May 4, 2013
me+ME:  More about VERY good news about the DSM-5
1.  More about VERY good news about the DSM-5
2.  And more about VERY good news about the DSM-5
About ME/CFS


I am still paying back my walk of over a week ago, but am doing a little better. Meanwhile, I am going to write about the DSM-5.

1. More about VERY good news about the DSM-5

Yesterday I ended with - what I regard as - some VERY good news about the DSM-5. This was and is that the NIMH-director Thomas Insel has decided to reject it - and here is a partial repeat:
Transforming Diagnosis

In a few weeks, the American Psychiatric Association will release its new edition of the Diagnostic and Statistical Manual of Mental Disorders (DSM-5).
While DSM has been described as a “Bible” for the field, it is, at best, a dictionary, creating a set of labels and defining each. The strength of each of the editions of DSM has been “reliability” – each edition has ensured that clinicians use the same terms in the same ways. The weakness is its lack of validity.
That is why NIMH will be re-orienting its research away from DSM categories. Going forward, we will be supporting research projects that look across current categories – or sub-divide current categories – to begin to develop a better system.
If you want to read more about it, as usual the best place to do so is Suzy Chapman's site Dx Revision Watch.

However, here is one warning, not so much about Ms Chapman, as about some others, who claim either that this is "irrelevant", as "is the NIMH" (dr Carroll); or that "
Dr. Insel’s blog is not big news, in any dimension" (dr Nardo).

I beg to differ, quite seriously also.

Both dr Nardo and dr Carroll belong to - a quite small group of - medical people who for quite a while wrote as opponents of the DSM-5.

In that sense, they and I agree, in principle at least.

But the whole point was and is not to convince a few.

The whole point of the opposition to the DSM-5 was and is to change it, to stop it, or to divert it, and for that you need some leading members of a major institution to agree with you.

This has not happened for years [1], until now dr. Thomas Insel, who is the head of the National Institute of Mental Health of the USA, quite completely also, and for good reasons, said: No, thiis is not valid, we need "to begin to develop a better system".

For me, speaking as a patient, albeit a patient with degrees in psychology and philosophy, I think this is quite relevant and quite good news.

Happily, most others who wrote about this change agree with me, as you can see from most of the articles listed on Ms. Chapman's site.

And no... I am not saying the battle has been won, and I am still far from being in any way optimistic about psychiatry.

But the NIMH has been the major official source of support for the American Psychiatric Association and its - totally private, and in my eyes quite bonkers - DSMs for 33 years now, until April 29, 2013.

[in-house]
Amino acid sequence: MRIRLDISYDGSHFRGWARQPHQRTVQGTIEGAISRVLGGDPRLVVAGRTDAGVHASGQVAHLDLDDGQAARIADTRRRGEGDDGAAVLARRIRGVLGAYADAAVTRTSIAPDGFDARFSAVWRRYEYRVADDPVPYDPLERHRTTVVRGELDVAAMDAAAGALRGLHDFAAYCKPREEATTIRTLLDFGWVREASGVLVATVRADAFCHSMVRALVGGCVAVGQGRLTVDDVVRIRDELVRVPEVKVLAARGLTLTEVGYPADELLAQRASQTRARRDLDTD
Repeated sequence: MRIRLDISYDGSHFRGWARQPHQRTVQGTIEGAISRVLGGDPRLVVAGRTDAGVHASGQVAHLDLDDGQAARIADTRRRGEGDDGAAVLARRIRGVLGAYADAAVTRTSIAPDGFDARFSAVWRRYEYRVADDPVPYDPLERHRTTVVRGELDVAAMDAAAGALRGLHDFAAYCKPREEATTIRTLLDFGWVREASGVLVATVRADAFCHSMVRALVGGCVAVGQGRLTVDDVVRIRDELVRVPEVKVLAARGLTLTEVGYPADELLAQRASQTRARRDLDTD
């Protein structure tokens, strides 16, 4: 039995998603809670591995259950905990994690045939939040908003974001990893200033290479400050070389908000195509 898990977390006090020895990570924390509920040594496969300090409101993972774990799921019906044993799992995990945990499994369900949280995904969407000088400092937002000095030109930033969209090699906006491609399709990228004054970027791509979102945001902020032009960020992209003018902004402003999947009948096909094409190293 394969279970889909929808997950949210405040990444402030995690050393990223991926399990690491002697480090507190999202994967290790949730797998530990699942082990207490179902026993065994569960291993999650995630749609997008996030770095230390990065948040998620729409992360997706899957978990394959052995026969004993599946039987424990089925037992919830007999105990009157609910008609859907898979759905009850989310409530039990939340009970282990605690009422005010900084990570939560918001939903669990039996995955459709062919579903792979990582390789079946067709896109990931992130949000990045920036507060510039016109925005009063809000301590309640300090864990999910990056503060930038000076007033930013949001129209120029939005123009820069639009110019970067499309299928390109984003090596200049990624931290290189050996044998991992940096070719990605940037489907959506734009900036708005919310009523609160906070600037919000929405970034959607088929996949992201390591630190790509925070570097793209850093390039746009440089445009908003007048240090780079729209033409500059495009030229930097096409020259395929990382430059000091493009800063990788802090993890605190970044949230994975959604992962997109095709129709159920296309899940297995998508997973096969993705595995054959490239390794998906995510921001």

So I am still quite glad and quite relieved.

2. And more about VERY good news about the DSM-5

And I'll explain myself as well.

I think the main difference between myself - who wrote at least 122 times  against the DSM (gathered under this last link) since 2010, something I would all have very gladly completely avoided, if only because nobody answered any of it [2] - is that I write from the perspective of a patient, and not and never as one who is a healthy Dr of MD who makes money from psychiatry and who has nothing to fear from it.

It is true that I have little to fear from practical psychiatry, but it also is not true that I have nothing to fear from it.

And in fact, for the 35th year now, I am officially not ill; I have had no support whatsoever; and the only reasons my own position is not much worse than it could have been are (1) that I can write and argue better than any of the medics who have been sent to me by the bureaucrats and (2) that meanwhile I am nearly pensionable.

But apart from that I must be the person - apart, perhaps, from those who spend decades in jail - with the least income in Holland: Never have I received in one year more than the most minimal income that is legally allowed for persons of 21 and older in Holland.

For 42 years in a row now.

And all of this in spite of the fact that I have a B.A. in philosophy and an M.A. in psychology with only straight As, both taken while I was ill.

So I do know what psychiatry is like, during the time of my life, for in the end it are psychiatrists who are mostly responsible for this very offensive treatment.

And therefore from my point of view I again say that I am quite relieved and quite glad.

As a patient. And not as someone making money from psychiatry or psychology.
[1] Drs. Spitzer and Frances are not exceptions: Both opposed the DSM-5 only when pensioned, and while their opposition to the DSM-5 is something I do appreciate, neither was a leading member of an existing institution.
[2] With the exception of Suzy Chapman, to be sure.

About ME/CFS (that I prefer to call M.E.: The "/CFS" is added to facilitate search machines) which is a disease I have since 1.1.1979:
1. Anthony Komaroff

Ten discoveries about the biology of CFS(pdf)

3. Hillary Johnson

The Why  (currently not available)

4. Consensus (many M.D.s) Canadian Consensus Government Report on ME (pdf - version 2003)
5. Consensus (many M.D.s) Canadian Consensus Government Report on ME (pdf - version 2011)
6. Eleanor Stein

Clinical Guidelines for Psychiatrists (pdf)

7. William Clifford The Ethics of Belief
8. Malcolm Hooper Magical Medicine (pdf)
Maarten Maartensz
Resources about ME/CFS
(more resources, by many)

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